Just as Huawei has the only end-to-end solution for 5G, BGI is one of the very few companies worldwide able to provide the necessary quantity and quality of testing for COVID-19. This is emblematic of the success of China’s long-time investment in research and development. Over the past decade, China has directed significant resources toward cultivating the skill and talent necessary to take the lead in advanced technologies. China’s 2001 and 2006 five-year plans emphasized the development of National Champions. These companies receive easier access to financing, preference in government contract bidding, and special status in protected industries. In return, they help advance China’s strategic aims.
As a China-based state-owned enterprise (SOE), BGI would certainly fail Germany’s “trust” test as defined by its new strategy paper; because under Chinese law, SOEs are fully subject to party/government scrutiny. All data stored on the BGI’s servers would thus be available to China’s leadership upon request.
The same system that produced these comprehensive solutions remains opaque and authoritarian – characteristics that do not inspire trust with friends in the international community, particularly in the West. It’s often said that trust is built over time, but China has virtually burst onto the international stage over the last few years of Xi Jinping’s presidency. The world is not used to China taking a leading role in global affairs. While many may criticize the US for its international relations practices and geopolitics, US actions do not generate many surprises. For the good and the bad, the international community mostly knows what to expect from American leadership.
China is an unknown quantity with a system and style of leadership very unfamiliar to the West. It has no track record of global leadership. There are those who question the degree to which China’s domestic policies are indicative of how a China-led system might look. Ultimately, these questions generate the very mistrust that caused Israel’s largest HMO to turn down the opportunity for thousands of tests rather than exposing 4.6 million Israeli medical profiles to China’s government.
If Chemi Peres has one regret, it’s that he didn’t travel enough or live abroad for an extended period of time. The 61-year-old son of the late Israeli president Shimon Peres, a prominent figure in Israel’s tech ecosystem and chairman of the Peres Center for Peace and Innovation, says travel and knowledge of other cultures and languages “contribute to a better society and a better world.”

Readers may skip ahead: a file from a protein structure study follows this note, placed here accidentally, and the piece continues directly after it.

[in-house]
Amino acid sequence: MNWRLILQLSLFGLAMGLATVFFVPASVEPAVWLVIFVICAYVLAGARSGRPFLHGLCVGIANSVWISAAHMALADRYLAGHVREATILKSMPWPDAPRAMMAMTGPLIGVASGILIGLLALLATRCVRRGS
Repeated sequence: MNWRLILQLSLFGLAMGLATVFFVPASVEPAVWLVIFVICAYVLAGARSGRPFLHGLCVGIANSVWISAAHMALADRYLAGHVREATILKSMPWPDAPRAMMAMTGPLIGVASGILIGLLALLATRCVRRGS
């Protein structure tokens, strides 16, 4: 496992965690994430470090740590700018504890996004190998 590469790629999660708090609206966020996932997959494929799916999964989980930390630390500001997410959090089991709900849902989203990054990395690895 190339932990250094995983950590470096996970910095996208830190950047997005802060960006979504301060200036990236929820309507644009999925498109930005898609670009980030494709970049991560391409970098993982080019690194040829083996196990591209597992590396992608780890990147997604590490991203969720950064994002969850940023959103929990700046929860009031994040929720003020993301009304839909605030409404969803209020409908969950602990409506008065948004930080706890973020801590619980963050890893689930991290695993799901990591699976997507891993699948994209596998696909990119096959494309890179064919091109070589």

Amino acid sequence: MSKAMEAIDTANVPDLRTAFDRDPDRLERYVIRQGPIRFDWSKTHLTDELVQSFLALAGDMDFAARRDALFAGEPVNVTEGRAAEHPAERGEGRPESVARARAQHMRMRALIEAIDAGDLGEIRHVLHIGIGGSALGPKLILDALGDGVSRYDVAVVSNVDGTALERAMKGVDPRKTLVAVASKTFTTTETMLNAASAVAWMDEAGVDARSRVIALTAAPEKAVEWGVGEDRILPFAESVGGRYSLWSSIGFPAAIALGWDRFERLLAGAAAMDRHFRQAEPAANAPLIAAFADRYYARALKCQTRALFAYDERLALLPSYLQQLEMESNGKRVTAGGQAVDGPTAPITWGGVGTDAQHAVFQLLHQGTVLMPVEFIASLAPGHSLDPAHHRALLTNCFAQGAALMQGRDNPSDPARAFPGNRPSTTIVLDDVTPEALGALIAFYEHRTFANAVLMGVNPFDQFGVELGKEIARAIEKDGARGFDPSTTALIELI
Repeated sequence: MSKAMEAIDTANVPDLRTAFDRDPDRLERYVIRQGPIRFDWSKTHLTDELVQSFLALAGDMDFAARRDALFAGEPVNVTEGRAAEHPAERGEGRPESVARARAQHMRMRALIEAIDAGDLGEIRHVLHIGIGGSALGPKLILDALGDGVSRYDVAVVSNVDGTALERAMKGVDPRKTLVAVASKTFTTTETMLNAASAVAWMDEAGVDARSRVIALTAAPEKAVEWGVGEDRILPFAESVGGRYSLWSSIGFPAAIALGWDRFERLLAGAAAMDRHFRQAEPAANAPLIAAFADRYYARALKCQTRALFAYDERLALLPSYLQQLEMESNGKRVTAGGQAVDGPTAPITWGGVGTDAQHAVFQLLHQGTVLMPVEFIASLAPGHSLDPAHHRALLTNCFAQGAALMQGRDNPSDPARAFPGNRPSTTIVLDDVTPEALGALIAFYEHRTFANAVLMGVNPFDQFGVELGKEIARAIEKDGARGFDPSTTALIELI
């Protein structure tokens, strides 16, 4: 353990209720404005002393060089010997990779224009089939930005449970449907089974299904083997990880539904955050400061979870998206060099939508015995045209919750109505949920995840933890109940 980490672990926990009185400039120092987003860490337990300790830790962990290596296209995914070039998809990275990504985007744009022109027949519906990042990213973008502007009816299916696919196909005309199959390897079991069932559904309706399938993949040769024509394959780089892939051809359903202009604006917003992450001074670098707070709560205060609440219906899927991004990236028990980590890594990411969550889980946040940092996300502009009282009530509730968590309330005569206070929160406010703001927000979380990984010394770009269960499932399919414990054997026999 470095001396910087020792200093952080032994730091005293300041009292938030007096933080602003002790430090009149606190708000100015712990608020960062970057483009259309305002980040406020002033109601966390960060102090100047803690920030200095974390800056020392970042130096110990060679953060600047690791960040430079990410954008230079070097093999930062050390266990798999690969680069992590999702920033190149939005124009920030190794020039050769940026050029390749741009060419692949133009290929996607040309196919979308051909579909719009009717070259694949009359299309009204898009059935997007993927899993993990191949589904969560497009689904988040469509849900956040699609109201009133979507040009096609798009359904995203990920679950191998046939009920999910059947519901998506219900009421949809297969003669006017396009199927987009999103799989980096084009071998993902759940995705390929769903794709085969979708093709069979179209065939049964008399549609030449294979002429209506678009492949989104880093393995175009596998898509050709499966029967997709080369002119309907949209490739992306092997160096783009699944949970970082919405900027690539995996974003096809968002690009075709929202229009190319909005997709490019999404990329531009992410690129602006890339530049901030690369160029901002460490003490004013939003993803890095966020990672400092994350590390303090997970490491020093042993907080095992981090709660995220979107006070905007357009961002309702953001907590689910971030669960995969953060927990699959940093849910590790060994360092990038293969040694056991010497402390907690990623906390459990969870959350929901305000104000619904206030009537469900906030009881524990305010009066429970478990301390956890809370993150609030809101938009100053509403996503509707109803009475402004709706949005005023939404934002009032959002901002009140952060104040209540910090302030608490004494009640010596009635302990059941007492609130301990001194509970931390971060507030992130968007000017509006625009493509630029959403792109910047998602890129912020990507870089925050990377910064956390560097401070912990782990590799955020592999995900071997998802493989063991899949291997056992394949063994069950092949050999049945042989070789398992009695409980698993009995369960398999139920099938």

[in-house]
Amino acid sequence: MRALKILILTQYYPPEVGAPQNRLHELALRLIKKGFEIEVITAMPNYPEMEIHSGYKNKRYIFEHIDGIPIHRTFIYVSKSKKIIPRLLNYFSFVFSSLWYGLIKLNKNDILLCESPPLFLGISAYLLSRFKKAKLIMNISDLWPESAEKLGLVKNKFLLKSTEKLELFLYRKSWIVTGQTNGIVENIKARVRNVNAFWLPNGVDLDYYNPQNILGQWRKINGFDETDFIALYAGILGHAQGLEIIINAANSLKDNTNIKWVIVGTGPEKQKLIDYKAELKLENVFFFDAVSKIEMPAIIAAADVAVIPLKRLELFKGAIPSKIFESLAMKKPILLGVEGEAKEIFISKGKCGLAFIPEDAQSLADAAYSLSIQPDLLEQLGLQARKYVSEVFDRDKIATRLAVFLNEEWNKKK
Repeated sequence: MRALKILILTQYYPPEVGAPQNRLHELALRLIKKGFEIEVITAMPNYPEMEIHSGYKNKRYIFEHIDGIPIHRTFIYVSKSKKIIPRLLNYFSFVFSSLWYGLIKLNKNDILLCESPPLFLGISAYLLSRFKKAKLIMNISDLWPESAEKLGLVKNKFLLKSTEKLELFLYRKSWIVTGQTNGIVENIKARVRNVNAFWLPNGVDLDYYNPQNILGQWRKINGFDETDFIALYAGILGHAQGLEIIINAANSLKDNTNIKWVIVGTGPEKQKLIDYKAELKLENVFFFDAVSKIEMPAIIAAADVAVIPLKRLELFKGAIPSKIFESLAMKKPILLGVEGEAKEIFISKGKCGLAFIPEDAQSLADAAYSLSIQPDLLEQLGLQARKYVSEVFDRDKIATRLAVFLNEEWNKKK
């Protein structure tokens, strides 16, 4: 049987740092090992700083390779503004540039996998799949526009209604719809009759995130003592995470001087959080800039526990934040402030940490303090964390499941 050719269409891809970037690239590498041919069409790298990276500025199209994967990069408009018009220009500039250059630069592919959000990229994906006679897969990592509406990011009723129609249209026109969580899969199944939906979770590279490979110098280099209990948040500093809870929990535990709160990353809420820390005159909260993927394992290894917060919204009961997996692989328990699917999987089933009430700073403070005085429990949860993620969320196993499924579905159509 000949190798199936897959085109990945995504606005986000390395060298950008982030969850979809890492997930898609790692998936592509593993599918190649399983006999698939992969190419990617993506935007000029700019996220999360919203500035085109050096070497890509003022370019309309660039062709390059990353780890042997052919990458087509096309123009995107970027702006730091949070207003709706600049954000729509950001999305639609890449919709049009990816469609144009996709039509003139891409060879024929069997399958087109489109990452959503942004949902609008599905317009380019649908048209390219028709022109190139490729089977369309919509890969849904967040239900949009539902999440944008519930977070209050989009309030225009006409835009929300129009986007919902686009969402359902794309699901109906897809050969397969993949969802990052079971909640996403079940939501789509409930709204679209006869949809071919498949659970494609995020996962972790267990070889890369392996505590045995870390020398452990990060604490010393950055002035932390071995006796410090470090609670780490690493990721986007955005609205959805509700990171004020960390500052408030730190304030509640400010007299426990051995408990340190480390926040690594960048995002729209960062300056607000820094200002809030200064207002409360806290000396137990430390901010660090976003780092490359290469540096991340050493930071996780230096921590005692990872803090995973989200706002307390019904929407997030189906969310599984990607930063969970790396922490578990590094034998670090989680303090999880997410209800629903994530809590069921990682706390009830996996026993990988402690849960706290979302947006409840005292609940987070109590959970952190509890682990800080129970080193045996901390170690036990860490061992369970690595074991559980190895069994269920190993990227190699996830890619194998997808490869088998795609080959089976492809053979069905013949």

While this wanderlust is unrelated to the global coronavirus pandemic currently upending life as we know it here in Israel and across the world, Peres does say that more travel would have afforded him the opportunity to better promote his most important message — the power of collective innovation.
“There is a lot of power in our ability to innovate and in our ability to be entrepreneurs and to change the world for the better. We are transitioning from an old world where greatness and strength and wealth came from the land and from natural resources, to a new era where the source of power, the source of greatness, is coming from brainpower, from the mind,” he explains.
No single country can address the pandemic separately without collaboration from other countries, he says, just like “nobody can deal with climate change by themselves; it’s a new age.”
Peres may not have traveled as much as he would have liked – and there’s no telling when he might be able to in the near future – but he has seen and done a great deal, with a career that spans aerospace, technology, and finance. He co-founded Pitango Venture Capital in 1996, a firm that has invested in some 250 global high-tech companies, including disruptive Israeli-firms such as Via, Taboola, AppsFlyer, Drivenets, and DouxMatok. He sits on the board of directors of a number of those companies. Over the years, Pitango has become one of Israel’s largest VC firms to date, and recently raised $250 million in a second growth fund during a global crisis
“We believe that even during the turbulent times of Coronavirus, keeping a long-term strategy and investing in exceptional teams, will enable [us] to keep building big companies out of Israel,” Pitango announced in a Facebook post last week.